Marcoms Roundtable: Reaching Advisors With Investment Products

Marcoms Experts From Gregory FCA, Edelman Smithfield And Craft & Capital Share Strategies To Present Investment Products To Financial Advisors
Chris Sullivan, President, Craft & Capital; Nicole Hakimi, Senior Vice President, Edelman Smithfield; Trevor Davis, Vice President, Gregory FCA
Chris Sullivan, President, Craft & Capital; Nicole Hakimi, Senior Vice President, Edelman Smithfield; Trevor Davis, Vice President, Gregory FCA

Busy financial advisors constantly search for ways to gain an edge – improving their efficiency and productivity – which means that marketing and communications aimed at advisors needs to focus on both of these angles. Asset managers providing investment products through advisors need not only a good product, but a good marcoms strategy to present the case for their products to busy advisors in a way that speaks to advisors’ needs, and the needs of their clients.

To explore the best marcoms strategies to serve these goals, we spoke with marcoms experts  Trevor Davis, Vice President at Gregory FCA; Nicole Hakimi, Senior Vice President at Edelman Smithfield; and Chris Sullivan, President of Craft & Capital.

We asked each of them: What are the keys to a marcoms strategy aimed at financial advisors for investment products?

Their responses follow.

Chris Sullivan, President, Craft & Capital

Chris Sullivan, President, Craft & Capital
Chris Sullivan, President, Craft & Capital

In my experience, the key to a successful investment management marcoms strategy aimed at financial advisors is have a lot more “coms” and a lot less “mar.” It is essential to lead with education and deliver content to FAs that doesn’t just help them better understand an investment idea or approach, but helps them answer some of the big questions from their clients.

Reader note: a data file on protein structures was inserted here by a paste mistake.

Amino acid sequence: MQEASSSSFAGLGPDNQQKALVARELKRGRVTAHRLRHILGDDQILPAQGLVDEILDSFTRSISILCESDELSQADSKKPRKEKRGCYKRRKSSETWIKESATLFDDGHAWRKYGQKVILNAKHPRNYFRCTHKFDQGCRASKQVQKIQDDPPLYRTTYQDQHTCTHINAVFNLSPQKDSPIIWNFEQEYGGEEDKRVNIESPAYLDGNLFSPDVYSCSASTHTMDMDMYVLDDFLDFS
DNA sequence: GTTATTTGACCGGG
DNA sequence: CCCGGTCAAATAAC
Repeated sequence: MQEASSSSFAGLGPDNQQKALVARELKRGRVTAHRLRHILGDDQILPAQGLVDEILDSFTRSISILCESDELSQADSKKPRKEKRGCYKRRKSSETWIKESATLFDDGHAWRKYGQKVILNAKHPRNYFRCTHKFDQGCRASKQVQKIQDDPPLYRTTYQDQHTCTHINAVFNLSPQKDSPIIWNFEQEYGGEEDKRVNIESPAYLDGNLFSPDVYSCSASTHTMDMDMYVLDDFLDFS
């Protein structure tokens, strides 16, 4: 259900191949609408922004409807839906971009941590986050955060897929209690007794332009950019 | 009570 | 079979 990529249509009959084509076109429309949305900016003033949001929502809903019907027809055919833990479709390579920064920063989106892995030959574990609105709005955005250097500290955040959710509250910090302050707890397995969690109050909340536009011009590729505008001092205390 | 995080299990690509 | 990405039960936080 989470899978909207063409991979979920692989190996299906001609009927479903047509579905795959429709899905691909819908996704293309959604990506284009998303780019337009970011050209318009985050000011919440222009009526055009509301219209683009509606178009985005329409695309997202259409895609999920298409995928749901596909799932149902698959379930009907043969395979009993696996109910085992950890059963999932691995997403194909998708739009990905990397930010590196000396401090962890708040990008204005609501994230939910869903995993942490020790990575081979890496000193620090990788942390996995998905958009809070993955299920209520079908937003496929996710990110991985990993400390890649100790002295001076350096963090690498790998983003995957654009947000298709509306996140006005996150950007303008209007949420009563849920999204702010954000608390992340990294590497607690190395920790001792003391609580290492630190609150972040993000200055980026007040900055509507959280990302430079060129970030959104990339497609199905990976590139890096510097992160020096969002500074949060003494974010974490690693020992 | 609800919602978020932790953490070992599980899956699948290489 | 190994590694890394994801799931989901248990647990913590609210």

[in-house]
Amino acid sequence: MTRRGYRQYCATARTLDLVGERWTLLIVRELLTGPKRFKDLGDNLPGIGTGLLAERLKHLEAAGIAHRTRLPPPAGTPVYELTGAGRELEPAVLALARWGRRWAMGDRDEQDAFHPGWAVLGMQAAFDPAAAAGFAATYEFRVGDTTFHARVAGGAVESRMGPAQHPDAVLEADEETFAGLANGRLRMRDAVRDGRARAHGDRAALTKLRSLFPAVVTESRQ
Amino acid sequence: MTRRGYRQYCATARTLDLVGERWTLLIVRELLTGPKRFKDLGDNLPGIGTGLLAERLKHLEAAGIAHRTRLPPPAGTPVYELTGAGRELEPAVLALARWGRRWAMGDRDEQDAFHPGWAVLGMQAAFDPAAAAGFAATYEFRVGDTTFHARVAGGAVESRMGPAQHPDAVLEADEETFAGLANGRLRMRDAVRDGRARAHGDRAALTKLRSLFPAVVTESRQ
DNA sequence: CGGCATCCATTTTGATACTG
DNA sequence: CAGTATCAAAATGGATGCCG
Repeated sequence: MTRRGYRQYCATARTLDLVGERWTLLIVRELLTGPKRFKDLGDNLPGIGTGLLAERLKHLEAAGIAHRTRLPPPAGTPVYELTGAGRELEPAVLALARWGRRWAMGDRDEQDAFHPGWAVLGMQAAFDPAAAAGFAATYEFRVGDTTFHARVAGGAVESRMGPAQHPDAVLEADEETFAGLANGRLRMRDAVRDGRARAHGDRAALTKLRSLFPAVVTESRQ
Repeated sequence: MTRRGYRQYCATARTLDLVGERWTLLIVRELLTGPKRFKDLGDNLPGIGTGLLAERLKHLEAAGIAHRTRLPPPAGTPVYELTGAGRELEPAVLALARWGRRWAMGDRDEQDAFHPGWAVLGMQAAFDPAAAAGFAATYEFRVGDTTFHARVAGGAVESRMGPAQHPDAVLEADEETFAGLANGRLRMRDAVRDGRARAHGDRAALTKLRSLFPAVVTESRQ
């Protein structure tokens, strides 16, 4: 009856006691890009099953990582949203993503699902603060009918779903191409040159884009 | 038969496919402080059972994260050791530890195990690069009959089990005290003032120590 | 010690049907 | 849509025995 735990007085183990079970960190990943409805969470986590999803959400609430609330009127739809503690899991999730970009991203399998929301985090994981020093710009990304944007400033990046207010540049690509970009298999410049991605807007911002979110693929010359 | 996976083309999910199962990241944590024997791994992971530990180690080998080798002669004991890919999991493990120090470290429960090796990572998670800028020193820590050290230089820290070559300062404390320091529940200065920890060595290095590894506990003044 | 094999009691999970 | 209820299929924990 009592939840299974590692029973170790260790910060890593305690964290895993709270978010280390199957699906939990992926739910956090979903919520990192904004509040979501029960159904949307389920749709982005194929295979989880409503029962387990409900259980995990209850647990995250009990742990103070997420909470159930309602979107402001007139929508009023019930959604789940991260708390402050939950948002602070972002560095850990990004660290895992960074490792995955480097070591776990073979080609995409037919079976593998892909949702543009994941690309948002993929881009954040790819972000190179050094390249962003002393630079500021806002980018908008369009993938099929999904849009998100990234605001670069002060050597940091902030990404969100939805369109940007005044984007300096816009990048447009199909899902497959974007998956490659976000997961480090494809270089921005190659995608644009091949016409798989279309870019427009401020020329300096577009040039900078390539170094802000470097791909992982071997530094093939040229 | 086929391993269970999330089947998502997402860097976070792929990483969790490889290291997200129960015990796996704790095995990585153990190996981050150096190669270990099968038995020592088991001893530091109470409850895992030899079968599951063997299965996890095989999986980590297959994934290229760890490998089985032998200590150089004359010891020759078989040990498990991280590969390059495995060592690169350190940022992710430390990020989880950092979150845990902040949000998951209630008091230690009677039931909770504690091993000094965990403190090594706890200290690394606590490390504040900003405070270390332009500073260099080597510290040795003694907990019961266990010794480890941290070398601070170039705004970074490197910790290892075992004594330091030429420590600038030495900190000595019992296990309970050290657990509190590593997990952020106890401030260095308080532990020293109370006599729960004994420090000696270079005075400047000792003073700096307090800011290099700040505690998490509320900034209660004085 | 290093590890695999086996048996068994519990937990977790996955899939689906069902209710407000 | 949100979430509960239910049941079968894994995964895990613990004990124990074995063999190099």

It is also important to remember that no one likes to be sold to, but everyone likes to be listened to, so make sure everyone on your team is highly attuned to any feedback that FAs might offer on how messaging and ideas are landing.

People don’t think linearly, so while your team might have a marketing “roadmap” in mind for how these conversations will go, some of the responses you’re able to glean from the field may point you in different directions and help inform tweaks and pivots that can be very helpful in opening additional FA doors since the question or criticism that one FA shares is likely the same one that 10 others might have been thinking but left unsaid.

In terms of content, taking an omnichannel approach is our usual recommendation. Advisors don’t get their ideas or insights from one single source or even one single type of source. Instead they’ve got their trusted outlets across a range of media types. So whether you’re looking at earned or paid marketing and PR opportunities, make sure you are telling your story across multiple channels.

Nicole Hakimi, Senior Vice President, Edelman Smithfield

Nicole Hakimi, Senior Vice President, Edelman Smithfield
Nicole Hakimi, Senior Vice President, Edelman Smithfield

Financial advisors have difficult jobs! They need to stay up to date in a rapidly evolving industry while balancing a wide range of practice management and client responsibilities. To engage this audience, asset managers need to demonstrate that they understand these complexities and can provide solutions that make the advisors’ jobs easier.